[Numpy-discussion] load from text files Pull Request Review

Christopher Jordan-Squire cjordan1@uw....
Mon Sep 12 18:38:13 CDT 2011


I did some timings to see what the advantage would be, in the simplest
case possible, of taking multiple lines from the file to process at a
time. Assuming the dtype is already known. The code is attached. What
I found was I can't use generators to avoid constructing a list and
then making a tuple from the list. It appears that the user must
create a tuple to place in a numpy record array. (Specifically, if you
remove the 'tuple' command from f2 in the attached then you get an
error.) Taking multiple lines at a time (using f4) does provide a
speed benefit, but it's not very big since Python's re module won't
let you capture more than 100 values, and I'm using capturing to
extract the values. (This is done because we're allowing the user to
use regular expressions to denote delimiters.)

In the example it's a bunch of space-delimited integers. f1 splits on
the space and uses a list comprehension, f2 splits on the space and
uses a generator, f3 uses regular expressions in a manner similar to
the current code, and f4 uses regular expressions on multiple lines at
once, and f5 uses fromiter. (Though fromiter isn't as useful as I'd
hoped because you have to have already parsed out a line, since this
is a record array.) f6 and f7 use stripped down versions of Chris
Barker's accumulator idea. The difference is that f6 uses resize when
expanding the array while f7 uses np.empty followed by np.append. This
avoids the penalty from copying data that np.resize imposes. Note that
f6 and f7 use the regular expression capturing line by line as in f3.
To get a feel for the overheard involved with keeping track of string
sizes, f8 is just f3 except with a list for the largest string sizes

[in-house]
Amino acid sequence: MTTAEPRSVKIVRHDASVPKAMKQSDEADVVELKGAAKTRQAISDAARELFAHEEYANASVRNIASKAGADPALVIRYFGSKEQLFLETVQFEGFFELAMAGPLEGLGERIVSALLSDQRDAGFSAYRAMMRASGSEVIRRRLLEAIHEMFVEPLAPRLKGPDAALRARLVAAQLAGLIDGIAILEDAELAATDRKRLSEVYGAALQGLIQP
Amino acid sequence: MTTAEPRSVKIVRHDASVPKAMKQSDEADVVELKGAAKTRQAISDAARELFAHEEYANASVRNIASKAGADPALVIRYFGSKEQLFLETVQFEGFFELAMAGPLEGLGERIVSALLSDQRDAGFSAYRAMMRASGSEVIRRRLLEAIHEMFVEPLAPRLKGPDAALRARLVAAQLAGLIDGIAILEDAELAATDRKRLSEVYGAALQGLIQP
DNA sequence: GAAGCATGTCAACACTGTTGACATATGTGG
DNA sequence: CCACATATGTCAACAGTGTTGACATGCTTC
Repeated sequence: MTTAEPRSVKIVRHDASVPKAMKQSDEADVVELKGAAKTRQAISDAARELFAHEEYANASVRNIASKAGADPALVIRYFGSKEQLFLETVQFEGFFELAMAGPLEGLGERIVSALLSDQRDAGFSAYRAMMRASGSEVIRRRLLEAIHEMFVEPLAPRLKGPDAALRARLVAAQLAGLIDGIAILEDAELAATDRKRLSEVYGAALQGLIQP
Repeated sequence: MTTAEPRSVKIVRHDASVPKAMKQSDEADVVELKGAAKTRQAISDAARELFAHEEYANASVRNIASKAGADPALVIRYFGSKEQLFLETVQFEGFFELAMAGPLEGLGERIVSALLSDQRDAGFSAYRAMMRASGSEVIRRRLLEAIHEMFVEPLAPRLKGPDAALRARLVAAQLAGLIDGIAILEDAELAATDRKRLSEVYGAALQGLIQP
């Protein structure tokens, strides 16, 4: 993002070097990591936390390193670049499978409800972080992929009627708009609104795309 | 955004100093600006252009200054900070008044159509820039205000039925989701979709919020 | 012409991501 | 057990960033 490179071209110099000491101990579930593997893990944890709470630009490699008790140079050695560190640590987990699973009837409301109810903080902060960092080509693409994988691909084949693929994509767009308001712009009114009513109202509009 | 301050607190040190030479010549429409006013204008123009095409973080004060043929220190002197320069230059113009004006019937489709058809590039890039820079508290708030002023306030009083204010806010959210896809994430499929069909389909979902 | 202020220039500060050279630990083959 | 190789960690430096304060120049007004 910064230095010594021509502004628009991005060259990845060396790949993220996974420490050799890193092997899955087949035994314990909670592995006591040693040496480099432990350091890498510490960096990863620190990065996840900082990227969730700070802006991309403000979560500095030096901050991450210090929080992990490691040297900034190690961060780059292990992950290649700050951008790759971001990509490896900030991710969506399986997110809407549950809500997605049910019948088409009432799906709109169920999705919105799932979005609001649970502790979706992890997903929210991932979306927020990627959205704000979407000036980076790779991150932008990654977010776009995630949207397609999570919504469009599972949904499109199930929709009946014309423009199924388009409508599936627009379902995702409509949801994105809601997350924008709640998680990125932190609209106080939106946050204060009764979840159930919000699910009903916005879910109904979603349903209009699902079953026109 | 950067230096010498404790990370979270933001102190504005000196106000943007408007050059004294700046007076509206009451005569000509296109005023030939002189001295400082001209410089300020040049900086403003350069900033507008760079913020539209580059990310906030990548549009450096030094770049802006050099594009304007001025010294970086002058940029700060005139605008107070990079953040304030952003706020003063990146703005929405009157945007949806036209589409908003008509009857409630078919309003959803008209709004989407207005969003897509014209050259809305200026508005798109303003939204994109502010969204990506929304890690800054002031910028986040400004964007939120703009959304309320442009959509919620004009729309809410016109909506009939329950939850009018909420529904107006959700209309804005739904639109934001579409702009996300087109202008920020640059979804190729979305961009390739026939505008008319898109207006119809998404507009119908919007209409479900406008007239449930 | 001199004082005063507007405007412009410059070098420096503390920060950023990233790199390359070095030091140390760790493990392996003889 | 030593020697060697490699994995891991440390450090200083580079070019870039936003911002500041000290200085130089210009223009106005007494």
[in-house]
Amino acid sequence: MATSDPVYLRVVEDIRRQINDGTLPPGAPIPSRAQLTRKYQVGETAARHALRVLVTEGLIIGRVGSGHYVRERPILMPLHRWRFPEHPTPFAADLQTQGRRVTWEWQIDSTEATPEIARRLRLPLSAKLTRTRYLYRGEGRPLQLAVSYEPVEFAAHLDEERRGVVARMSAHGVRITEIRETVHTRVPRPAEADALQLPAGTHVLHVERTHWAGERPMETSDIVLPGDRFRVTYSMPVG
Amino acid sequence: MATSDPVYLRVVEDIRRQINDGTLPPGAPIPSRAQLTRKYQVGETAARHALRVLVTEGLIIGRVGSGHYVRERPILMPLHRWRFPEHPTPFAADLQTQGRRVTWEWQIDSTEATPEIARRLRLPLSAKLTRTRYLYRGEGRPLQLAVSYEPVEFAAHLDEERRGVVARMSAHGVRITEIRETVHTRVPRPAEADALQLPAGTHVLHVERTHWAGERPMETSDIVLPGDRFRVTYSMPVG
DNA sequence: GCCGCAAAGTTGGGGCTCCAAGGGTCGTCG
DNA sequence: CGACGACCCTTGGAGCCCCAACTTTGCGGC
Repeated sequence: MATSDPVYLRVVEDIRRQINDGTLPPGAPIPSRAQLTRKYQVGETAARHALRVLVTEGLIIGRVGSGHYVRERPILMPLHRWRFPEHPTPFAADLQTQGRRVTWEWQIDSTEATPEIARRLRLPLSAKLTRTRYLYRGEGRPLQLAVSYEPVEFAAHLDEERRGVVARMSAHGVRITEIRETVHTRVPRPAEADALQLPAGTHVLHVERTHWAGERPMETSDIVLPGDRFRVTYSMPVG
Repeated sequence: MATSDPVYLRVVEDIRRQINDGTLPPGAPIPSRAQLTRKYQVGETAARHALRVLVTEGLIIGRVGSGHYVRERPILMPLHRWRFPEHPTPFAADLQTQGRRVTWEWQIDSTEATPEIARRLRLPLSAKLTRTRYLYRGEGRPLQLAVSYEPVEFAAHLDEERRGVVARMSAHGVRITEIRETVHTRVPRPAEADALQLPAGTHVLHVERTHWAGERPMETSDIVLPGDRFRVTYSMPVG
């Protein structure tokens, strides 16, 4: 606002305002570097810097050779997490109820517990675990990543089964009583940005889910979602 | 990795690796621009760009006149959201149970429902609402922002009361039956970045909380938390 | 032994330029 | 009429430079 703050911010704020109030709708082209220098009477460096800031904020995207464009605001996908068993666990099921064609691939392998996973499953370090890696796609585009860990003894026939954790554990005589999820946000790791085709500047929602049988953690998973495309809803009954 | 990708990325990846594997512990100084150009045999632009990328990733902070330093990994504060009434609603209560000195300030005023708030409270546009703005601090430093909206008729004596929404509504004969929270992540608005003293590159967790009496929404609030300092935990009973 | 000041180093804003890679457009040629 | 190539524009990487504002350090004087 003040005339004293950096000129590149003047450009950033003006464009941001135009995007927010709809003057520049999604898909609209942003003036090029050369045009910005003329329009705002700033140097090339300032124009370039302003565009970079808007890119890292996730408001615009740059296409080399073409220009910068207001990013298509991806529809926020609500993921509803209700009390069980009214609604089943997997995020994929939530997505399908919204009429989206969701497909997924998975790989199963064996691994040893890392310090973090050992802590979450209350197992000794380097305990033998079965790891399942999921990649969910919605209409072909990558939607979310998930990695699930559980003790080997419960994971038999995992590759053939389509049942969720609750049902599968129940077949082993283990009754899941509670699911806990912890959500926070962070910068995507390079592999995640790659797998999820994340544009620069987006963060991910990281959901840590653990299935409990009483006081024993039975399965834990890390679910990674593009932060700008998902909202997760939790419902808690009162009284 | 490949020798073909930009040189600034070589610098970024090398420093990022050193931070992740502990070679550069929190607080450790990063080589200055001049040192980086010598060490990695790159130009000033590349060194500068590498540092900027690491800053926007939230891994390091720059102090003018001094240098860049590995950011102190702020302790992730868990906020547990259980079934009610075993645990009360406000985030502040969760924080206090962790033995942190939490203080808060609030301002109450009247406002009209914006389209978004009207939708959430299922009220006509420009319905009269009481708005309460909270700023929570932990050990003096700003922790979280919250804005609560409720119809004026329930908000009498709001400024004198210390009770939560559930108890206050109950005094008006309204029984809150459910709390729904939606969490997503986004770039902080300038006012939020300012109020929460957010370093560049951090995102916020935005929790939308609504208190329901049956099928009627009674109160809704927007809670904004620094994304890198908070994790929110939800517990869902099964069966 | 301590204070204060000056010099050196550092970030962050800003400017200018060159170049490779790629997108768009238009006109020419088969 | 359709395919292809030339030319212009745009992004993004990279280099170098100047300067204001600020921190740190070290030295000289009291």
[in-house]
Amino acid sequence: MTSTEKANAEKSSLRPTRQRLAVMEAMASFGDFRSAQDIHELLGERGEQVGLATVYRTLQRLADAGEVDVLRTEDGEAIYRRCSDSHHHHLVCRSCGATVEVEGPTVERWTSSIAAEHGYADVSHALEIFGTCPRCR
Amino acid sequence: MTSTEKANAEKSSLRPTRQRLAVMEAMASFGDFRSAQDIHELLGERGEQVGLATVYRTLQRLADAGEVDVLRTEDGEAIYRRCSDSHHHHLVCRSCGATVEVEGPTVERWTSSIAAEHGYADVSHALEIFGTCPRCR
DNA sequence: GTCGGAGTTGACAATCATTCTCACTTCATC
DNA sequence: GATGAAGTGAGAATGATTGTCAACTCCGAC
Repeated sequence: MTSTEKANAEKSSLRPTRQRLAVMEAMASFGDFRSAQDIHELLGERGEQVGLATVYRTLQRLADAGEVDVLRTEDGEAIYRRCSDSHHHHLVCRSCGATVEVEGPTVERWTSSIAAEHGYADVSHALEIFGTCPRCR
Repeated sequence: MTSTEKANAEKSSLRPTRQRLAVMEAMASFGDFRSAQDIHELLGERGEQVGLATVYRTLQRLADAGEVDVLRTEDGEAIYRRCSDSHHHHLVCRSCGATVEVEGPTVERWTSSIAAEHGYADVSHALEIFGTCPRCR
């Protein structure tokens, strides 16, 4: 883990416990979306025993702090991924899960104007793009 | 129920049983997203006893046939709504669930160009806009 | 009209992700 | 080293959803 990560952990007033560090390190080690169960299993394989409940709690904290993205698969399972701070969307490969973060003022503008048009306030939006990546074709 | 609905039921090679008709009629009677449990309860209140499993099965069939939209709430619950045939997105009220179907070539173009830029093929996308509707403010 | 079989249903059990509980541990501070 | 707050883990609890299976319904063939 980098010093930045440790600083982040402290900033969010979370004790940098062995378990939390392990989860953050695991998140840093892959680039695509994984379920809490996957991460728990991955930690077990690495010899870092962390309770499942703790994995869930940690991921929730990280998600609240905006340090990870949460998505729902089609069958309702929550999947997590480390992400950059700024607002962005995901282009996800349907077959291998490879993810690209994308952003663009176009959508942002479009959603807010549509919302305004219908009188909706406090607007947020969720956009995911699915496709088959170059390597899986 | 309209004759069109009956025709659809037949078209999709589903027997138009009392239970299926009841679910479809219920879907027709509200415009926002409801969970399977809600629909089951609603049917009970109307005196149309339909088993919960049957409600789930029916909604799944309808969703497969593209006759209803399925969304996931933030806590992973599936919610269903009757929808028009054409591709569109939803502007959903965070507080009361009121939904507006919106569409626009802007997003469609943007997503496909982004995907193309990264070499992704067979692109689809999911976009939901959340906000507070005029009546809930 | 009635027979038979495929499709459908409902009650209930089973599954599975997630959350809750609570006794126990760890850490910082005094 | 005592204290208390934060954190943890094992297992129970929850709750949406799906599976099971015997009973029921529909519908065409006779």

seen so far.

The speeds I get using timeit are
f1 : 1.66ms
f2 : 2.01ms
f3 : 2.35ms
f4(2) : 3.02ms (Odd that it starts out worse than f3 when you take 2
lines at a time)
f4(5) : 2.25ms
f4(10) : 2.02ms
f4(15) : 1.93ms
f4(20) : error
f5 : 2.28ms (As I said, fromiter can't do much when it's just filling
in a record array. While it's slightly faster than f3, which it's
based on, it also loads all the data as a list before creating a numpy
array, which is rather suboptimal.)
f6 : 3.26ms
f7 : 2.77ms (Apparently it's a lot cheaper to do np.empty followed by
append then do to resize)
f8 : 3.04ms (Compared to f3, this shows there's a non-trivial
performance hit from keeping track of the sizes)

It seems like taking multiple lines at once isn't a big gain when
we're limited to 100 captured entries at a time. (For Python 2.6, at
least.) Especially since taking multiple lines at once would be rather
complex since the code must still check each line to see if it's
commented out or not.

After talking to Chris Farrow, an Enthought developer, and doing some
timing on a dataset he was working on, I had loadtable running about
1.7 to 3.3 times as fast as genfromtxt. The catch is that genfromtxt
was loading datetimes as strings, while loadtable was loading them as
numpy datetimes. The conversion from string to datetime is somewhat
expensive, so I think that accounts for some of the extra time. The
range of timings--between 1.5 to 3.5 times as slow--reflect how many